As Ronald Koeman leaves Everton, the inevitable focus is now on who should replace him at Goodison Park. But for the former Southampton boss who, at one point, seemed to have designs on becoming the Barcelona manager, it’s a sad end to a job that always seemed make or break for that particular goal.
It seemed oddly grand and probably over the top, but the setup genuinely would have helped Koeman. Had he taken the Toffees into the Champions League – something that didn’t seem overly delusional given a £140m outlay in the summer and the possibility for a few years of improvement – he really could have been a candidate. Instead, he’s out of a job, and it remains to be seen where he’ll go.
The problem Koeman has now is where he goes from here. His move from Southampton was clearly an attempt to step up the ladder and get into the Champions League with an English club. At the moment, other than Everton, there is probably only one other club that look even remotely set up to break into that top six cabal in the next few seasons, at least depending on the takeover progress at Newcastle. And that’s West Ham, who – as luck would have it – currently look on the verge of getting rid of their own manager.
There are huge caveats, of course. For one thing, the Hammers board has previous when it comes to getting rid of their managers: simply put, they don’t. Sam Allardyce’s contract was seen out rather than terminated, and you get the feeling that it was down to a distaste for paying him off. If you’re a Hammers fan who wants Slaven Bilic to be shown the door, it would be unwise to hold your breath unless you can do so until May.
Unless the possibility of getting Koeman is deemed worth the pay-off for Bilic. Indeed, as a free-agent, the Hammers board wouldn’t have to pay Everton for the services of the Dutchman.
It’s debatable if West Ham fans would welcome that appointment. But then, it’s also debatable whether they’d welcome the sacking of Bilic, too.
— WestHamWorld.co.uk (@WestHamWorld) October 23, 2017
When I ask James Jones, Editor-In-Chief of Football FanCast, and indeed Hammers website West Ham World, whether Koeman’s failures at Everton this season mean his beloved Irons should be wary of appointing the Dutch coach, he tells me, “One poor start to a season doesn’t make you a bad manager,” something which could well be applied to Bilic himself.
Indeed, Jones’s answer echoes exactly his own feelings around this time last season, when things were once again going badly for Slaven Bilic. Back then, though, the Croatian manager was in the midst of a huge comedown from a season where Champions League qualification was still a possibility well into the spring. By the autumn, with a new stadium move causing problems and a certain player causing restlessness in the squad, a bad start to the season surely hadn’t made Bilic a bad manager.
The problem is, things have changed a year on. By now, it’s been two bad starts, and there have been some bad performances in between, too. And with the prospect of a manager who, also only a year ago, was considered one of the brightest managers in the country now potentially available, should West Ham jump on the managerial merry-go-round themselves?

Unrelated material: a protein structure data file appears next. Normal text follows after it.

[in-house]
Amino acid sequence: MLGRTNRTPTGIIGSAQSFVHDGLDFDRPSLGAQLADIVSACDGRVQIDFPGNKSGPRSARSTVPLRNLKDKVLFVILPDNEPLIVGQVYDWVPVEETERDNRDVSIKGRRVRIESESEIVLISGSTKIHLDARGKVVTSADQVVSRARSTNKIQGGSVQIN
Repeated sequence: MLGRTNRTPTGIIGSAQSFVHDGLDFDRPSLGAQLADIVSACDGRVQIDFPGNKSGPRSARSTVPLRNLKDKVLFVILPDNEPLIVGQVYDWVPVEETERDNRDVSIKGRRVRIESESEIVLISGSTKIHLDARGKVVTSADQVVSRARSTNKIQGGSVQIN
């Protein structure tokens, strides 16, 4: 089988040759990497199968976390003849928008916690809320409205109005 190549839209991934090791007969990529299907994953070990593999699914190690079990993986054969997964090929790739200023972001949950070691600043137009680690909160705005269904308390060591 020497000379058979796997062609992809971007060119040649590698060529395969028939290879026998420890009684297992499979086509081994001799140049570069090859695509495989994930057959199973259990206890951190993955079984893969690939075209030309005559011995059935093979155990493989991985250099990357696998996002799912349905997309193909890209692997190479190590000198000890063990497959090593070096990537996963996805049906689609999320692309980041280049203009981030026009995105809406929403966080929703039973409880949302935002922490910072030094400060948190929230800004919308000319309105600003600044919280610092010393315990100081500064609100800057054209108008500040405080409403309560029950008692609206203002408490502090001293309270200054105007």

“He has proven he can manage at this level with Southampton and last season with Everton,” says Jones. “He’d definitely be an upgrade on Bilic given the current circumstances.”
The current circumstances are murky, though. That Koeman is an upgrade on Bilic is unclear given that West Ham, despite their terrible start, still find themselves above Everton in the league table. The Hammers may have conceded goals, but the Toffees have conceded more.
Yet the table rarely tells the whole story in October.
Slaven Bilic looks increasingly like an analogue watch in a digital world. The main weapon in his coaching armoury seems to be the motivation of players and the ability to get a team up for a match. A glance around the Premier League shows a much more considered lot in the dugout of almost every other team. Bilic’s tactical nous seems surpassed and even outdated, and his side’s performances so far this season attest to that: he doesn’t seem to have the ability to outthink his opposite number when the match becomes a game of chess.
Koeman, on the other hand, is probably something closer to the opposite. He’s certainly not as warm, he’s more calculating and personally ambitious – perhaps not so much for his players. That could be a fault, a warning even for West Ham, but it might also provide exactly the right kind of character for a very particular job: getting the most out of a Hammers’ squad which currently looks more balanced than that of Everton.
When Carlo Ancelotti took over from Jose Mourinho at Real Madrid, the current Manchester United manager had left such under such a toxic cloud that the more relaxed Italian coach was a breath of fresh air. Since then, that squad has gone on to win three of the last four Champions League titles, mostly on the back of managers who were just a better fit than Mourinho.
No one should think that West Ham are going to win three of the next four Champions League titles, but perhaps a similar transition could take place at the London Stadium. Replacing a failing manager whose key quality is motivational with one whose primary attributes are tactical could be exactly what the floundering squad in east London need.
If Bilic’s methods aren’t working, that doesn’t mean they need to be replaced by the polar opposite qualities. But sometimes putting two and two together is a good thing. And if you do, you might conclude that West Ham need a thinker like Koeman.